The reason why the visuals and the music are being listed off like this is because they create Limbo‘s atmosphere, which even more than its aesthetic might be the novelty for which it’s remembered. Even though Limbo is not explicitly a horror game, it contains an atmosphere whose claustrophobic, existential dread is matched only by Amnesia, Outlast, and Soma. A remarkable feat, to say the least, especially for a game that doesn’t try to be a hardcore survival horror adventure like those three titles.
Limbo accomplishes this atmosphere through the perfectly synchronized blend of the aforementioned monochrome and its ghastly lack of music. It makes the journey through the game suspenseful from start to finish, as the player always strains to listen for what might be around the next corner. Even if a monster isn’t chasing the boy, the creepiness implied by the larger environment around him is just as unsettling.
Of course, it’s worth revisiting the gameplay for a moment to figure out why this game is so unsettling. The boy has no means of self-defense if trouble shows up, as it often does. The first half or so of the game is where these ghoulish threats are to be found. The boy spends most of his time in the forest being chased by the aforementioned giant spider, but the beast is slow and methodical, almost inevitable, in contrast to a fast-chasing maniac in Outlast. Indeed, Limbo‘s horror stems from apprehension more than outright violence, as the solutions for outwitting the game’s hostile creatures are usually not apparent until the last second. The game makes use of gruesome death animations to dissuade players from killing the boy on the next round, a very effective, very clever design tactic.
The scenery within Limbo rounds off its horror vibe. The game’s world is rife with objects whose origins are shrouded in mystery, but that are no less terrifying for it. The boy will encounter savage machinery, piles of corpses, and bizarrely methodical death traps along his route. Their origins and purpose are never explained, but the boy gets up close and personal with most of them as he tries to rescue his sister. That sense of sick mystery has further deepened Limbo‘s impact over the years.
The machinery and obstacles the boy encounters are far more than an aesthetic; they form the basis of the game’s puzzles and environmental obstacles. None of these puzzles are all that taxing, even toward the end, but they are cleverly designed. It helps that the controls are tight and responsive, and the options menu is competently designed. Players are given maximum control over the boy’s movements, and they’ll need it; the world of Limbo is a dangerous place.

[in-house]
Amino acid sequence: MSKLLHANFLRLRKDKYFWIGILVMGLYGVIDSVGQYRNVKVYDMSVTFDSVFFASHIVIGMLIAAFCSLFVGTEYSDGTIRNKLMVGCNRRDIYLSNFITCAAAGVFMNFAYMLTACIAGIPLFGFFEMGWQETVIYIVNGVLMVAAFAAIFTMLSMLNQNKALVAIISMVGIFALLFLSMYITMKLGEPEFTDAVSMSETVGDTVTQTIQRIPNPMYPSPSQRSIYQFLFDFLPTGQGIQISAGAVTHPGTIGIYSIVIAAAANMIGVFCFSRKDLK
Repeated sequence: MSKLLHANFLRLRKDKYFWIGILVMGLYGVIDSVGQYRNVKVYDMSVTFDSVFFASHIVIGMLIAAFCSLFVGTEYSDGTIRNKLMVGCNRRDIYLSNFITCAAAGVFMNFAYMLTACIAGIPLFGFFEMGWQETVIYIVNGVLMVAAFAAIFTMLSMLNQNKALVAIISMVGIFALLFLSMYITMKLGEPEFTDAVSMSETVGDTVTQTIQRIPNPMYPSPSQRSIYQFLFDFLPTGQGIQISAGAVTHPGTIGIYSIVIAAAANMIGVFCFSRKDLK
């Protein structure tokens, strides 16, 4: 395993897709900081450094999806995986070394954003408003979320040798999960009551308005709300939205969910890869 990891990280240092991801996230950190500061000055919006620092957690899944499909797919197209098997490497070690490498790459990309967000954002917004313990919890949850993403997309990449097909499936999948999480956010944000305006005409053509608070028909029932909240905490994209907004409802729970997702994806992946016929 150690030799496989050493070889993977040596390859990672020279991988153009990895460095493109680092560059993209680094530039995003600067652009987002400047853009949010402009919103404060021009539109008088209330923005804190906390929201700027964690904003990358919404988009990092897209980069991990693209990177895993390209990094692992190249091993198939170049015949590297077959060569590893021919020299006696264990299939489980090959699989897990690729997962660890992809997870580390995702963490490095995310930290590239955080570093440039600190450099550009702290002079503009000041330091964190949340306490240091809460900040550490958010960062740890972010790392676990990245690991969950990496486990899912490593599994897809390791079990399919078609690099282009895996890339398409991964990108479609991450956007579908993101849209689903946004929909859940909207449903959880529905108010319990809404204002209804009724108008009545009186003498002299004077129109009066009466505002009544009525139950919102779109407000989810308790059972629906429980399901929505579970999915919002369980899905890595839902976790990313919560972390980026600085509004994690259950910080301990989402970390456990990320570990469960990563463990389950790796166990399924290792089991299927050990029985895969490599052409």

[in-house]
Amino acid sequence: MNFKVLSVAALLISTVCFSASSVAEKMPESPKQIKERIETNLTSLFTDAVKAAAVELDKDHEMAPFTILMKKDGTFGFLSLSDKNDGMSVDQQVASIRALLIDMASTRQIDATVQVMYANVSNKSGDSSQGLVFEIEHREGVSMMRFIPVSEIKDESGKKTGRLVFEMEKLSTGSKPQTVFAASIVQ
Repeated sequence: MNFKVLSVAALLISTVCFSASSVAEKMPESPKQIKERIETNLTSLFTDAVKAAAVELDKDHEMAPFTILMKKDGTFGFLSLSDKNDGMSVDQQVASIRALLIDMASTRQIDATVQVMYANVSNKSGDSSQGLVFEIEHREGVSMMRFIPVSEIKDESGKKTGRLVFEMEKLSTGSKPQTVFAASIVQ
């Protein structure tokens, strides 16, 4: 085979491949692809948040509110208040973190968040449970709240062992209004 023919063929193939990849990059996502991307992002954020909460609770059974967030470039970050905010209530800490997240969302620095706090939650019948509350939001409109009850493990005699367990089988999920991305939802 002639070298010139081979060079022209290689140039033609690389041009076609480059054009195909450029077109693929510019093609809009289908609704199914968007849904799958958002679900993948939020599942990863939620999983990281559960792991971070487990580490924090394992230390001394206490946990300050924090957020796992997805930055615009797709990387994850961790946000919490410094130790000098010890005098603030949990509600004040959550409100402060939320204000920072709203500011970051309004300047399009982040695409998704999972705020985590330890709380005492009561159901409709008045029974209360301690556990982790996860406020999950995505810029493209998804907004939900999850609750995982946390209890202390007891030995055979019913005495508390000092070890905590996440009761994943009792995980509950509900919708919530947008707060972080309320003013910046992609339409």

Although Limbo is both a masterfully designed platformer and an exemplar of horror atmosphere done right, its narrative does leave something to be desired. The narrative’s main plot point is only made known to the player because of Limbo‘s marketing material, and there’s no kind of character development to be had in this very nonverbal game. A few critics also pointed out that the game ends on a very abrupt note, which won’t be spoiled here, but an abrupt ending that leaves questions unanswered has more lasting power than an ending that satisfies all questions.
The final word on Limbo‘s success as a video game is that it proves that games don’t need narratives to be emotionally exhausting. Even though the boy never speaks and has no goals beyond finding his sister, he’s a character that the player becomes attached to. He becomes an endearing part of the game, a beacon against the horrors of this depressingly dark world, and his journey is still emotionally exhausting without the help of dialogue.
Because of this, and because of its finely tuned atmosphere, Limbo is an outstanding platformer that everyone, not just horror gamers, will appreciate. Its morose aesthetic may not be pleasant, but it’s surprisingly deep, and it sets the backdrop for one of indie gaming’s most perilous adventures. Get this game, and get it immediately. It’s one of the best platformers this decade has produced.
You can buy Limbo here.
Thank you for reading! My next review will be posted in a few days. You can follow Art as Games on Twitter @IanLayneCoppock, or friend me at username Art as Games on Steam. Feel free to leave a comment or email me at firstname.lastname@example.org with a game that you’d like to see reviewed, though bear in mind that I only review PC games.